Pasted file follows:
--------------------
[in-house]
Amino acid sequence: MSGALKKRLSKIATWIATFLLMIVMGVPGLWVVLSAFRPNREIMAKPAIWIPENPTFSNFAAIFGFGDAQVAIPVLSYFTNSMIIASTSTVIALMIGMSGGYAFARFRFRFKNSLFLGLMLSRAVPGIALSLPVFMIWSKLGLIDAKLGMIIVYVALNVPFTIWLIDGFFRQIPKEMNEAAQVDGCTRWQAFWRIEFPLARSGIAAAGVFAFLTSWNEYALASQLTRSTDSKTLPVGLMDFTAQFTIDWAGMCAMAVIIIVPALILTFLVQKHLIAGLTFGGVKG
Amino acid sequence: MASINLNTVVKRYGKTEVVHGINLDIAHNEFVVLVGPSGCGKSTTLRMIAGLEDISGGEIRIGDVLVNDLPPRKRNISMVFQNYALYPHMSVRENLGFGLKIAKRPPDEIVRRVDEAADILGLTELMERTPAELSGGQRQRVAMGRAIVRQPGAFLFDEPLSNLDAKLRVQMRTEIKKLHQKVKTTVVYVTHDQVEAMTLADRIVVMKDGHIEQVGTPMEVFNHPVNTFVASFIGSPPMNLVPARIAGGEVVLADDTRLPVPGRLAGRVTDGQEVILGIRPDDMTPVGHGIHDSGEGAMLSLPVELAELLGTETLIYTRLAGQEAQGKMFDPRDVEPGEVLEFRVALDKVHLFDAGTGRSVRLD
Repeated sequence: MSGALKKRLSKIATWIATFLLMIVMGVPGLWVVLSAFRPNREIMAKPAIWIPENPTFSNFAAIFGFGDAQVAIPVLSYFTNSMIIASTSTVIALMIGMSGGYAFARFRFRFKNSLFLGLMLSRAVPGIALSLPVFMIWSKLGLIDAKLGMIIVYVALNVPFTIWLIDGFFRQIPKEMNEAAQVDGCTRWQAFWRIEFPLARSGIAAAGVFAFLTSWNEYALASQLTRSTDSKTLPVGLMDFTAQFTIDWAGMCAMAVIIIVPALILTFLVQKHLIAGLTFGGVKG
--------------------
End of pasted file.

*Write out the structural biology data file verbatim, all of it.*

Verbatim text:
[in-house]
Amino acid sequence: MSGALKKRLSKIATWIATFLLMIVMGVPGLWVVLSAFRPNREIMAKPAIWIPENPTFSNFAAIFGFGDAQVAIPVLSYFTNSMIIASTSTVIALMIGMSGGYAFARFRFRFKNSLFLGLMLSRAVPGIALSLPVFMIWSKLGLIDAKLGMIIVYVALNVPFTIWLIDGFFRQIPKEMNEAAQVDGCTRWQAFWRIEFPLARSGIAAAGVFAFLTSWNEYALASQLTRSTDSKTLPVGLMDFTAQFTIDWAGMCAMAVIIIVPALILTFLVQKHLIAGLTFGGVKG
Amino acid sequence: MASINLNTVVKRYGKTEVVHGINLDIAHNEFVVLVGPSGCGKSTTLRMIAGLEDISGGEIRIGDVLVNDLPPRKRNISMVFQNYALYPHMSVRENLGFGLKIAKRPPDEIVRRVDEAADILGLTELMERTPAELSGGQRQRVAMGRAIVRQPGAFLFDEPLSNLDAKLRVQMRTEIKKLHQKVKTTVVYVTHDQVEAMTLADRIVVMKDGHIEQVGTPMEVFNHPVNTFVASFIGSPPMNLVPARIAGGEVVLADDTRLPVPGRLAGRVTDGQEVILGIRPDDMTPVGHGIHDSGEGAMLSLPVELAELLGTETLIYTRLAGQEAQGKMFDPRDVEPGEVLEFRVALDKVHLFDAGTGRSVRLD
Repeated sequence: MSGALKKRLSKIATWIATFLLMIVMGVPGLWVVLSAFRPNREIMAKPAIWIPENPTFSNFAAIFGFGDAQVAIPVLSYFTNSMIIASTSTVIALMIGMSGGYAFARFRFRFKNSLFLGLMLSRAVPGIALSLPVFMIWSKLGLIDAKLGMIIVYVALNVPFTIWLIDGFFRQIPKEMNEAAQVDGCTRWQAFWRIEFPLARSGIAAAGVFAFLTSWNEYALASQLTRSTDSKTLPVGLMDFTAQFTIDWAGMCAMAVIIIVPALILTFLVQKHLIAGLTFGGVKG